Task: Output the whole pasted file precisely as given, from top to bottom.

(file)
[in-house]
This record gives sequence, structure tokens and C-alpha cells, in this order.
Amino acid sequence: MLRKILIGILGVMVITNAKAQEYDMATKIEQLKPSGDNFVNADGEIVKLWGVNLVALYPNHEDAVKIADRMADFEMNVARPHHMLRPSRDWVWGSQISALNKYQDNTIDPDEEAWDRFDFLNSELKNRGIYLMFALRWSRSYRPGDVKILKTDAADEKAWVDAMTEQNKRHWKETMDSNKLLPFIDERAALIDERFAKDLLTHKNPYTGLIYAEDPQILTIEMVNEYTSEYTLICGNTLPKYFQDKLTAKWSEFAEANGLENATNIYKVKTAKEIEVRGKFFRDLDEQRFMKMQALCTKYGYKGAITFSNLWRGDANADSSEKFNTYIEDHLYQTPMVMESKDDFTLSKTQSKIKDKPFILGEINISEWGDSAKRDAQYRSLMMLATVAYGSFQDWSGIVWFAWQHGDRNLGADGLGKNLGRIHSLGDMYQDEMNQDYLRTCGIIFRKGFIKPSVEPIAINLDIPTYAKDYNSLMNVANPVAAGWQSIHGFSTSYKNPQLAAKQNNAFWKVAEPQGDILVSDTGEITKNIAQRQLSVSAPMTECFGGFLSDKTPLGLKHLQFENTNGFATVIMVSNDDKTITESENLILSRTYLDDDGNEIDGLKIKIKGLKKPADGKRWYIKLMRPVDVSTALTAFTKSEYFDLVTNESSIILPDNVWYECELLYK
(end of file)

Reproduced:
[in-house]
This record gives sequence, structure tokens and C-alpha cells, in this order.
Amino acid sequence: MLRKILIGILGVMVITNAKAQEYDMATKIEQLKPSGDNFVNADGEIVKLWGVNLVALYPNHEDAVKIADRMADFEMNVARPHHMLRPSRDWVWGSQISALNKYQDNTIDPDEEAWDRFDFLNSELKNRGIYLMFALRWSRSYRPGDVKILKTDAADEKAWVDAMTEQNKRHWKETMDSNKLLPFIDERAALIDERFAKDLLTHKNPYTGLIYAEDPQILTIEMVNEYTSEYTLICGNTLPKYFQDKLTAKWSEFAEANGLENATNIYKVKTAKEIEVRGKFFRDLDEQRFMKMQALCTKYGYKGAITFSNLWRGDANADSSEKFNTYIEDHLYQTPMVMESKDDFTLSKTQSKIKDKPFILGEINISEWGDSAKRDAQYRSLMMLATVAYGSFQDWSGIVWFAWQHGDRNLGADGLGKNLGRIHSLGDMYQDEMNQDYLRTCGIIFRKGFIKPSVEPIAINLDIPTYAKDYNSLMNVANPVAAGWQSIHGFSTSYKNPQLAAKQNNAFWKVAEPQGDILVSDTGEITKNIAQRQLSVSAPMTECFGGFLSDKTPLGLKHLQFENTNGFATVIMVSNDDKTITESENLILSRTYLDDDGNEIDGLKIKIKGLKKPADGKRWYIKLMRPVDVSTALTAFTKSEYFDLVTNESSIILPDNVWYECELLYK